‘Christmas songs with an air of classicism…’
James Fortune & FIYA
Knowing how vocally and instrumentally explosive James Fortune & FIYA can be, I was fascinated to hear how Grace Gift, the ensemble’s first holiday release, would sound.
I was more than pleasantly surprised.
Fortune and the ensemble give the album of new and beloved Christmas songs an air of classicism, complete with strings and brass. The touch is so deft and the collection of songs so deliberately sequenced that the entire project sounds like the soundtrack of a stage production about the Nativity. Nowhere is this more evident than on Cheryl Fortune’s lovely “Mary’s Song,” a soliloquy about being chosen to give birth to the Son of God.
That doesn’t mean Grace Gift does not include its share of “havin’ church.” The high-energy medley, “Go Tell It/Wonderful Child,” gives the spiritual and gospel song, respectively, plenty of muscle power. Lisa Knowles, who also appears on Earnest Pugh’s current holiday disc, joins Shawn Mclemore on this track.
From Grace Gift, James Fortune & FIYA perform Donny Hathaway’s ‘This Christmas,’ sung by Isaac Caree and Minon Bolton
In keeping with the group’s m.o., Fortune punctuates the proceedings with declarations or pleadings, and FIYA responds with music. FIYA alternates between sweet and sanctified, but they are always an ideal foil for their leader’s bold exhortations. Also in keeping with FIYA projects, Grace Gift features several guest artists, including some who have gained wider recognition through their association with Fortune. They include Shawn Mclemore and Zacardi Cortez, who reprise their big hit, “I Believe,” (as “I Believe–Part 2”) to conclude the program. This version is not nearly as powerful as the original, but it also has to follow Isaac Carree and Minon Bolton’s effervescent and spot-on rendition of Donny Hathaway’s “This Christmas.”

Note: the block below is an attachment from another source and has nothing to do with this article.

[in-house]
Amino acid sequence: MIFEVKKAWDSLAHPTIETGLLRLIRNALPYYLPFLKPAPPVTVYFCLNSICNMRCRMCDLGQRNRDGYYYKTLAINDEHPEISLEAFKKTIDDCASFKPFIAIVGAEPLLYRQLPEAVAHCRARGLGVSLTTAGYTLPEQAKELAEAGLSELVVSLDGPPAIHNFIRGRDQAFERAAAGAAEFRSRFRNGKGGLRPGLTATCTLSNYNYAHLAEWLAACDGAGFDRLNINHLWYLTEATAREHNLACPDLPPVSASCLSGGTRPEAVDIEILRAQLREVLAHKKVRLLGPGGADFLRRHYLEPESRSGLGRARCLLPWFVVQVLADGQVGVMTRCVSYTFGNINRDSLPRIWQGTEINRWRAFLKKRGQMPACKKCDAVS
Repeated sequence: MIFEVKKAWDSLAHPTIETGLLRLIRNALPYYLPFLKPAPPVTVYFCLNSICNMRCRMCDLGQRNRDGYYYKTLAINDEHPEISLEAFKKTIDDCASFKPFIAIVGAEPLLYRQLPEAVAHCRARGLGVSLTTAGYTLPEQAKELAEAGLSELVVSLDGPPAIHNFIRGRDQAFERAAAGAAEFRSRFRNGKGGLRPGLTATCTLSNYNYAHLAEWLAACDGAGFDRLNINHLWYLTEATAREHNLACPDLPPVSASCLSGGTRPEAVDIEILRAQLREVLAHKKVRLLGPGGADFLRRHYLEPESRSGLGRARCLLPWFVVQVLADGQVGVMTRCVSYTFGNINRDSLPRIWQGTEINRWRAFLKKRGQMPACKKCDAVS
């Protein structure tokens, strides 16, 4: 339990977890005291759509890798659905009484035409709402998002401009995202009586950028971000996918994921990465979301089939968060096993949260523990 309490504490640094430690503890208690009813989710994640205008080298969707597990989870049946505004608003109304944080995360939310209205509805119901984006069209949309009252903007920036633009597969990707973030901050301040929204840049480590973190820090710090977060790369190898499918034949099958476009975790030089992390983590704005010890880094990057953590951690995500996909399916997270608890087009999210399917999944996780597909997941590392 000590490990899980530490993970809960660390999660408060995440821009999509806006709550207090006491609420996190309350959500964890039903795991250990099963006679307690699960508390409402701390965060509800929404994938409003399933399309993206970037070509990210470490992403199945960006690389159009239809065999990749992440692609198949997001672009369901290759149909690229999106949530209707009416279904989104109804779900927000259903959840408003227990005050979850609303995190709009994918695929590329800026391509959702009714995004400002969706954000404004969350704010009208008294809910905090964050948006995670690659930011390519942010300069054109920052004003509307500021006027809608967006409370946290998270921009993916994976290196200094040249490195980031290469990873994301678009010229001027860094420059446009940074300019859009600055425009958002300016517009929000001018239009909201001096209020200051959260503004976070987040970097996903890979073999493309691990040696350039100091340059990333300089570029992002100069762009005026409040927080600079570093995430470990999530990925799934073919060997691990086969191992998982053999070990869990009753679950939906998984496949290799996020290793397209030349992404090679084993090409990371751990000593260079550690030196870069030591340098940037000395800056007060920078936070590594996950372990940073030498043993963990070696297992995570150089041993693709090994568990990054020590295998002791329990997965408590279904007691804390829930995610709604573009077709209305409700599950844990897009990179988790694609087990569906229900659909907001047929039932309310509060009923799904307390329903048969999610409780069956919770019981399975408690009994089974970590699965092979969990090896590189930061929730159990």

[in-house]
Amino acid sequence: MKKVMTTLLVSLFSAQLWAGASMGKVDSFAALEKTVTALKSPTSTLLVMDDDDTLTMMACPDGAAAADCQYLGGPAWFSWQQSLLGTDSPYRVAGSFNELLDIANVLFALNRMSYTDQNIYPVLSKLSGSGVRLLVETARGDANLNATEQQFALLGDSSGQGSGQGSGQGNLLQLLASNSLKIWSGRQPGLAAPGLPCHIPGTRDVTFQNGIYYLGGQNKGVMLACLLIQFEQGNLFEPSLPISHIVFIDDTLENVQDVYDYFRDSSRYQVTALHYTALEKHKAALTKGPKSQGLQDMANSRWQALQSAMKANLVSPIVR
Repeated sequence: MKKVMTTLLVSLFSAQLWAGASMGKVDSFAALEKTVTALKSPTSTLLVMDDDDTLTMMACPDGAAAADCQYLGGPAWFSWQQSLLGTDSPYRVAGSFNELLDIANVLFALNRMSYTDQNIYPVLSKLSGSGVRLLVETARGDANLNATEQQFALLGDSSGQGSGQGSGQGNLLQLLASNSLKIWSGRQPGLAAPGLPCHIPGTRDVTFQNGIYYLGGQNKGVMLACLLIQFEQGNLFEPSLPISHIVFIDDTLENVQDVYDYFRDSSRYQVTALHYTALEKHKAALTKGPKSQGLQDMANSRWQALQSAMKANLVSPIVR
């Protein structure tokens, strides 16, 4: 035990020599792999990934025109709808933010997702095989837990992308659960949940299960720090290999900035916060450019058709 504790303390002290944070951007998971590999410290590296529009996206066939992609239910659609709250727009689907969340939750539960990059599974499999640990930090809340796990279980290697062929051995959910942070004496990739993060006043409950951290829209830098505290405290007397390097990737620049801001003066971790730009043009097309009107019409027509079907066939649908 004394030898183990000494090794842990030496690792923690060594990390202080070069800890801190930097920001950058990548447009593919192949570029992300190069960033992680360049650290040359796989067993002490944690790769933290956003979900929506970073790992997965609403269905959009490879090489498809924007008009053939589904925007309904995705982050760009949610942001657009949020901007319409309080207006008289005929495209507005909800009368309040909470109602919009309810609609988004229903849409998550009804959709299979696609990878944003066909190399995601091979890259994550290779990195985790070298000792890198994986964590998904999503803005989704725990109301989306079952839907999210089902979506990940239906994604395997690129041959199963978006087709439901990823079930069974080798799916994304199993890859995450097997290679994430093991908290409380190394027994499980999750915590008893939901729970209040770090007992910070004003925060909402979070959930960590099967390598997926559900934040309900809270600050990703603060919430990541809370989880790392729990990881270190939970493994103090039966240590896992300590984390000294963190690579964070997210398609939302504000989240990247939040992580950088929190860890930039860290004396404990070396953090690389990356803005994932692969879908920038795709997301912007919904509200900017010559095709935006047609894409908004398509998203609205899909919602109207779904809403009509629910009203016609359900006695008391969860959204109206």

Grace Gift is a delightful Christmas album, made all the more appealing by the strong production Terence Vaughn and AyRon Lewis give it.
Picks: “Go Tell It/Wonderful Child,” “This Christmas.”
‘getting better all the time…’
JESUS AT THE CENTER
Israel & New Breed
Jesus at the Center finds Israel & New Breed at the very top of their game.
The talented, hard-working, and seemingly genuine Israel Houghton leads his tuneful and turbocharged ensemble, with its distinctive amalgam of CCM, rock, and gospel, through 18 songs recorded live at Joel Osteen’s Lakewood Church in Houston, where he serves as a worship leader. The two CD set also contains three studio versions of the album’s key singles.
With the exception of “It’s Not Over (When God Is In It),” which benefits from the intense vocals of James Fortune and Jason Nelson, the studio versions pale in comparison to the hard-driving, full-throttle extended performances from the live programs. The first half-dozen tracks on disc one are particularly energetic, with “No Turning Back” punctuated by an extroverted horn section and “More than Enough” serving as the all-enveloping sing along for which New Breed is known.
From their new live album, Jesus at the Center, Israel & New Breed perform ‘It’s Not Over.”
Other highlights include the trio of Daniel Johnson, Onaje Jefferson, and Charlin Moore giving the “Church Medley” of congregational songs a blistering reading, and Houghton teaching the crowd some Spanish so they can sing along to “Te Amo.”
Although the second disc is calmer and more introspective than the first, the overall vibe still pulsates, like a heart beating after a 10K race. When on “Your Presence is Heaven,” Houghton sings, “Jesus, you’re the cup that won’t run dry,” you can almost feel the stillness of the crowd savoring the analogy. During another medley, Mariah Houghton performs Bob Dylan’s “To Make You Feel My Love.” Though it would have been more effective without the incessant rhythm, it nevertheless follows in the footsteps of the Staple Singers, whose June 1963 “Blowin’ in the Wind” may have been the first-ever gospelization of a Dylan song.